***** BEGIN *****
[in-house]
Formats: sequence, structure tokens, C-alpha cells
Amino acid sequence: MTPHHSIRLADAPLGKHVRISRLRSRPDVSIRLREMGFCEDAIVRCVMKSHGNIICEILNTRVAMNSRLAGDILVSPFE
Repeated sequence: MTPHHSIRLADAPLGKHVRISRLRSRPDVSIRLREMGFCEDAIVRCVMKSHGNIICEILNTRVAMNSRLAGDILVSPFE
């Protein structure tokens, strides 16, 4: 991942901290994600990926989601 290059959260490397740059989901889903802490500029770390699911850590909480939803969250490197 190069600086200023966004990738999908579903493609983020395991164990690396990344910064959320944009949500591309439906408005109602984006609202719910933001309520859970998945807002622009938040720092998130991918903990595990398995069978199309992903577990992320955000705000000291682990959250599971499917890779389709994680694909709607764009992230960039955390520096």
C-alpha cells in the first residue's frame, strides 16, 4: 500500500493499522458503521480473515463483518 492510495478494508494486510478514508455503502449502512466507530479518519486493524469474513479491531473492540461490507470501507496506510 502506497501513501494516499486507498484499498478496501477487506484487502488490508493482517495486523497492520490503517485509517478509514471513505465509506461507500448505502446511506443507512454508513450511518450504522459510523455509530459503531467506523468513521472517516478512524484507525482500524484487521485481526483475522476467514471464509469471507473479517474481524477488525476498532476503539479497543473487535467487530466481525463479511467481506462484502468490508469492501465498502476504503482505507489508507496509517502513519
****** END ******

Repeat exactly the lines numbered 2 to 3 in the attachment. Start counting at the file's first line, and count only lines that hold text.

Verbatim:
Formats: sequence, structure tokens, C-alpha cells
Amino acid sequence: MTPHHSIRLADAPLGKHVRISRLRSRPDVSIRLREMGFCEDAIVRCVMKSHGNIICEILNTRVAMNSRLAGDILVSPFE